the wide west from
the remaining ruins of this ancient fort
Looking out towards the loch and over the beach - from the
spot we picked for lunch
at the ancient fort of Dun Canna
We are getting close to Stac Pollaidh (alternate spelling:
- 613 m. in the unique Coigach. "The name of Coigach is given to the
limb of land bounded by Loch Broom in the south and the Cam Loch [...]
interlinked system in the north. It is characterized by a group of
extraordinary individual mountains which burst into view as you drive
north from Ullapool. Basically the landforms result from
the shoreline of an ancient submerged continent, one of the first
landmasses in the world. The
underlying platform is of grey, crumpled Lewisian
gneiss, well over a
thousand million years old [...] red
Torridian sandstone [...] a
layer of quartzite was laid over the
sandstone and in places such as the summit of Cul Mor, it still
remains, the hard rock protecting
the sandstone from
erosion. Millions of years of weathering and a succession of ice ages
down the sandstone, leaving just the relics which we see today..."
(quote from "Exploring the far North West of Scotland" by Richard
Gilbert / Cordee-Leicester)
The ascent of Stac Pollaidh
"No walker who visits Coigach
will be able to resist the ascent of Stac Pollaidh. ...As you drive
north from Ullapool it bursts into view behind the tree-ringed loch at
The craggy top of Stac Polly seen from some distance
are working our way up to the top among rocks and grass -
meeting and chatting with lots
of nice people, from Germans to English to
western peak of Stac Polly, looming behind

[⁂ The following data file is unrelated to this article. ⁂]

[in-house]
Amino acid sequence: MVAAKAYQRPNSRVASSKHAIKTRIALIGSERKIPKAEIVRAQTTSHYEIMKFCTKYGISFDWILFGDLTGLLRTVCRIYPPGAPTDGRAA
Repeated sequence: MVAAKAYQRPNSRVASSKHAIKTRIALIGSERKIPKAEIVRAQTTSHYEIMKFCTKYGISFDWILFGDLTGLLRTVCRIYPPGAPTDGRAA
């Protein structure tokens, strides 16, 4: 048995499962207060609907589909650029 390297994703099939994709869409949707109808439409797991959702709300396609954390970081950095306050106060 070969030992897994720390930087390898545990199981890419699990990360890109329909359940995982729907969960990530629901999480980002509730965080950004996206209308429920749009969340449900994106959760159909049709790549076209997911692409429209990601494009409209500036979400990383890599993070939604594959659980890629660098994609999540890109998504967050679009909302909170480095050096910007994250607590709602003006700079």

"From the Nature Reserve
car park beside Loch Lurgainn a path climbs three giant steps of ever
increasing steepness straight to the summit ridge."
"The path is rather loose and bouldery at the top, but this should not
deter you from making the ascent which will take about one hour and it
is surprisingly strenuous." ("Exploring
the far North West of Scotland" by Richard
"As soon as you reach the summit
ridge you are confronted by an
astonishing panoramic view encompassing the indented western coastline,
Cul Mor, Suilven, Canisp, Quinag and distant Foinaven."
(Quote from "Exploring the far North West of
Scotland" by Richard
As we were coming down from Stac Polly, realizing what a good
climb up it had been and well understanding that we were feeling it in
our legs and bodies,
the mountain behind us was getting increasingly covered in a cloud of
fog and rain. We still met some people on their way up and we were
wondering how far they had gotten before the downpour caught up with
them. We had taken our time, and the parking lot was pretty much
emptied out, apart from some pro looking hikers who were probably going
to spend the night in tents somewhere (the Weit Wander Weg kind of
hikers). We were still feeling pretty good
about having managed the ascent to see this marvel which we had already
fallen in love with from our guide book at home in Lyon, "Exploring the far North West of
Scotland" by Richard
Leaving Ullapool, heading for Durness on the north coast
|Leaving Ullapool the next
day, we passed through a
prehistoric-looking countryside, going
north in the direction of Durness. The
moors and mountains around us were getting increasingly
stark and beautiful, 'Urwelt'
looking moutains rising out of the wide gently
|Quinag's Sail Gharbh, 808m in "uninhabited, barren and
rugged mountain country "- seen from the road
going north from Ullapool. "Unrelentingly steep slopes, weathered in
places into sheer cliffs, fall from the Y-shaped ridges which enclose
"The rock turret of Quinag's